The General Department of Customs and Excise of Cambodia (GDCE) reported revenue of “nearly $820 million” in the first four months of 2022, exceeding 31 per cent of the target of around $2.58 billion set for this year.
The GDCE earlier said it had collected 2.4286 trillion riel ($597.6 million) in taxes in the first quarter – up by 2.5 per cent year-on-year – which director-general Kun Nhem told a recent press conference was 23.17 per cent of the annual target. He also affirmed that customs revenues last month were $5 million more than in March.
The 2021 Law on Financial Management had set last year’s target for GDCE revenues at $2.363 billion, down from the 2020 goal of $2.91 billion due to the expected knock-on effects of the Covid-19 pandemic.
But even as the Kingdom recovers from the pandemic, the GDCE appears to be revising down its revenue forecast for this year, prompted in large part by the unfolding Ukraine conflict, which will undoubtedly continue to cause major economic shocks around the world, Nhem indicated, revealing that the department still plans to collect at least $2.4 billion and is making plans for 2023.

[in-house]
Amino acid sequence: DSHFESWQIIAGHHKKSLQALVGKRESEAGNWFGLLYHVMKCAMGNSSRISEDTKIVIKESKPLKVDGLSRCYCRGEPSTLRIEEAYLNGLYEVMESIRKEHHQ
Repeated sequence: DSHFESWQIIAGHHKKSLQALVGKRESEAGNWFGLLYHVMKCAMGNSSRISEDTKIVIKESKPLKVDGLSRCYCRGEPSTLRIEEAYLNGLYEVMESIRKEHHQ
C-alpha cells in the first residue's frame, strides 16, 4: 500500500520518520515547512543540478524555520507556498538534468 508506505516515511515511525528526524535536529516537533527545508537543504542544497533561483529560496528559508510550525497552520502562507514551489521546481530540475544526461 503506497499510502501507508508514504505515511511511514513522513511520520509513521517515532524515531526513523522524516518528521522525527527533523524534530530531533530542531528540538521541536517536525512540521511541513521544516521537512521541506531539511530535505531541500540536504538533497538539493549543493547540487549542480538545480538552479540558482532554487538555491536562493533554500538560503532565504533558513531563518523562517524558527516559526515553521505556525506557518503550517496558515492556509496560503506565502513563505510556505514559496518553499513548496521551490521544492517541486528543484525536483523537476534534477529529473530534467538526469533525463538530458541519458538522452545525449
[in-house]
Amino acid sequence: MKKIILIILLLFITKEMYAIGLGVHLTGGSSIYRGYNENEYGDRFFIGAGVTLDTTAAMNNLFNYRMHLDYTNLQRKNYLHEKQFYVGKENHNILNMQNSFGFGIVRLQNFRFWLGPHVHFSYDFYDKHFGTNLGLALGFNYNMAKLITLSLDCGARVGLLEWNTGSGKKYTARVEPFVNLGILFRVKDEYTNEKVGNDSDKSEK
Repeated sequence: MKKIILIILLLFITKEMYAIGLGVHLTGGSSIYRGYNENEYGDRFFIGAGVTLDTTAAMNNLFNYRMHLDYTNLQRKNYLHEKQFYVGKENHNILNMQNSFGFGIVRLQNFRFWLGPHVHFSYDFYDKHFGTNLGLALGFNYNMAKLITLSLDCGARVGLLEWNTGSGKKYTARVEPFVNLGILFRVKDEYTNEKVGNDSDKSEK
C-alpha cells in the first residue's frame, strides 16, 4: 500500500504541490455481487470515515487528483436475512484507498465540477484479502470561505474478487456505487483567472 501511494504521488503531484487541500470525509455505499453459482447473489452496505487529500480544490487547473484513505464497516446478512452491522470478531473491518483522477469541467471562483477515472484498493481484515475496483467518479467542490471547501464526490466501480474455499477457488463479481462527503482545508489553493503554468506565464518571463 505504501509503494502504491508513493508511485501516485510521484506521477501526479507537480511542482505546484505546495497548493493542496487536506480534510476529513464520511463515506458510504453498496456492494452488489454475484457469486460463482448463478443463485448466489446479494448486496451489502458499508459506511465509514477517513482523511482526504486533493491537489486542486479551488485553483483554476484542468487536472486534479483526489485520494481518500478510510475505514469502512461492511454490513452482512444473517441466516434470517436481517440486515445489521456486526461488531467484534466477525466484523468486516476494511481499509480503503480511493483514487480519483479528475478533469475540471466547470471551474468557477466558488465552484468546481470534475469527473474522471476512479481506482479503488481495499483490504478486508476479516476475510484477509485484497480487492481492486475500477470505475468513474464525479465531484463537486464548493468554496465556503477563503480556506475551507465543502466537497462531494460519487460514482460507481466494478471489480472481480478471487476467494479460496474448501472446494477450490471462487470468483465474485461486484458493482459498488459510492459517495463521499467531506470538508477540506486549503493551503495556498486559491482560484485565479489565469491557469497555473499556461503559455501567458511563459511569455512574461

Although noting that the economy is dependent on the regional and global landscape, he stressed that the GDCE will nonetheless do what it can to implement this year’s annual action plan in its original form, complemented by the government’s medium-term revenue collection strategy.
Hong Vanak, director of International Economics at the Royal Academy of Cambodia, underscored the importance of customs as a source of revenue for the national budget, saying that a dip in collection may very well hamper economic development, especially when it comes to short-term responses to Covid-related impacts.
“Customs revenue has played an important role in supporting the current expenditure of the state. An increase in customs revenue signals improvements in the flow of goods.
“We expect that the government’s decision to reopen the country, coupled with a boost in exports underpinned by [trade] pacts, will trigger an upturn in customs revenue to match or surpass this year’s plan, so that state coffers have enough funds for next year’s spending,” he told The Post.